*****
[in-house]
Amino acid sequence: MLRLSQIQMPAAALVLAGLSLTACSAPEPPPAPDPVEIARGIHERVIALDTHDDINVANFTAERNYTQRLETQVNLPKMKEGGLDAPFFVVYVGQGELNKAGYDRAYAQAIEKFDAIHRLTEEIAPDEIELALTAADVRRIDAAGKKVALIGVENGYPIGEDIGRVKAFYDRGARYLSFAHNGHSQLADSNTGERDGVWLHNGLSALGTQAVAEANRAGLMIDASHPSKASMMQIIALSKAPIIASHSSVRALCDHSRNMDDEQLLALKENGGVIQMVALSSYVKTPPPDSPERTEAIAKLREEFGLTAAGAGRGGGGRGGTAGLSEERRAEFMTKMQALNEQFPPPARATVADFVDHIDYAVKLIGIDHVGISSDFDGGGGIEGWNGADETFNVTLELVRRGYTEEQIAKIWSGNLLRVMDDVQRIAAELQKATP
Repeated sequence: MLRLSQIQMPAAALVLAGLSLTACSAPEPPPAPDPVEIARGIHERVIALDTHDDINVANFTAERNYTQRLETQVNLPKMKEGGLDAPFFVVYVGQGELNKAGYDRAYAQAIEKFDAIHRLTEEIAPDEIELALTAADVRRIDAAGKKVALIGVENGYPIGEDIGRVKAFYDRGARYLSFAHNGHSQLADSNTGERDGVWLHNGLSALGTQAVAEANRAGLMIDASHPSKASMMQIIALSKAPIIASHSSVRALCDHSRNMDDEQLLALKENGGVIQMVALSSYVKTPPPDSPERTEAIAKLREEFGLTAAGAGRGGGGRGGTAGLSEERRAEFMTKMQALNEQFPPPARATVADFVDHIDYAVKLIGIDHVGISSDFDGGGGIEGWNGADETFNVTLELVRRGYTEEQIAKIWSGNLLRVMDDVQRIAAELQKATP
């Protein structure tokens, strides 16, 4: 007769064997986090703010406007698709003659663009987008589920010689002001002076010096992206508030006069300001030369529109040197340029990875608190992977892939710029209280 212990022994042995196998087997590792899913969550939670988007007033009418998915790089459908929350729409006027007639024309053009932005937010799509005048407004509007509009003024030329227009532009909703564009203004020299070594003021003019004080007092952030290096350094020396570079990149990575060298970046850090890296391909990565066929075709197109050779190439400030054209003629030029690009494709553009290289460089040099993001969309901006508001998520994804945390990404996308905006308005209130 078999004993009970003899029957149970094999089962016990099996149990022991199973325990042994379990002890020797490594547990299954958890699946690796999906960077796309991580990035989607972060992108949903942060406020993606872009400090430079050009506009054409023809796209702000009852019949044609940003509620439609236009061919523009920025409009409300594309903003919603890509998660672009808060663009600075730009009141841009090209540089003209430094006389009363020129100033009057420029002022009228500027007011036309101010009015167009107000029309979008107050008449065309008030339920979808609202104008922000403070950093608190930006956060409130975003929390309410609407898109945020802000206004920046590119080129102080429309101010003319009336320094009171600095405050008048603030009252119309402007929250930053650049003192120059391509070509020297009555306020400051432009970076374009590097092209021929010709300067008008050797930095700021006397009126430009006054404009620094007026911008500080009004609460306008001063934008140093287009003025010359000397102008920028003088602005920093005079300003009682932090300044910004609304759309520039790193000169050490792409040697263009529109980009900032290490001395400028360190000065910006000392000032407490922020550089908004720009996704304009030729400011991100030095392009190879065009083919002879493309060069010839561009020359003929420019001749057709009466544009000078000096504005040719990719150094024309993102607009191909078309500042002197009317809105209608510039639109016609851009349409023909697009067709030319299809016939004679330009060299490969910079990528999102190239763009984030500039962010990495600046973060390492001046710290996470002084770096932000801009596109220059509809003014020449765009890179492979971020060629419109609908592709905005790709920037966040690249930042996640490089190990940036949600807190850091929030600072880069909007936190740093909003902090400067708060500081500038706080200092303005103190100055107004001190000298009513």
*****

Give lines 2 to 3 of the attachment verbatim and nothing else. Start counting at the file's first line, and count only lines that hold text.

Amino acid sequence: MLRLSQIQMPAAALVLAGLSLTACSAPEPPPAPDPVEIARGIHERVIALDTHDDINVANFTAERNYTQRLETQVNLPKMKEGGLDAPFFVVYVGQGELNKAGYDRAYAQAIEKFDAIHRLTEEIAPDEIELALTAADVRRIDAAGKKVALIGVENGYPIGEDIGRVKAFYDRGARYLSFAHNGHSQLADSNTGERDGVWLHNGLSALGTQAVAEANRAGLMIDASHPSKASMMQIIALSKAPIIASHSSVRALCDHSRNMDDEQLLALKENGGVIQMVALSSYVKTPPPDSPERTEAIAKLREEFGLTAAGAGRGGGGRGGTAGLSEERRAEFMTKMQALNEQFPPPARATVADFVDHIDYAVKLIGIDHVGISSDFDGGGGIEGWNGADETFNVTLELVRRGYTEEQIAKIWSGNLLRVMDDVQRIAAELQKATP
Repeated sequence: MLRLSQIQMPAAALVLAGLSLTACSAPEPPPAPDPVEIARGIHERVIALDTHDDINVANFTAERNYTQRLETQVNLPKMKEGGLDAPFFVVYVGQGELNKAGYDRAYAQAIEKFDAIHRLTEEIAPDEIELALTAADVRRIDAAGKKVALIGVENGYPIGEDIGRVKAFYDRGARYLSFAHNGHSQLADSNTGERDGVWLHNGLSALGTQAVAEANRAGLMIDASHPSKASMMQIIALSKAPIIASHSSVRALCDHSRNMDDEQLLALKENGGVIQMVALSSYVKTPPPDSPERTEAIAKLREEFGLTAAGAGRGGGGRGGTAGLSEERRAEFMTKMQALNEQFPPPARATVADFVDHIDYAVKLIGIDHVGISSDFDGGGGIEGWNGADETFNVTLELVRRGYTEEQIAKIWSGNLLRVMDDVQRIAAELQKATP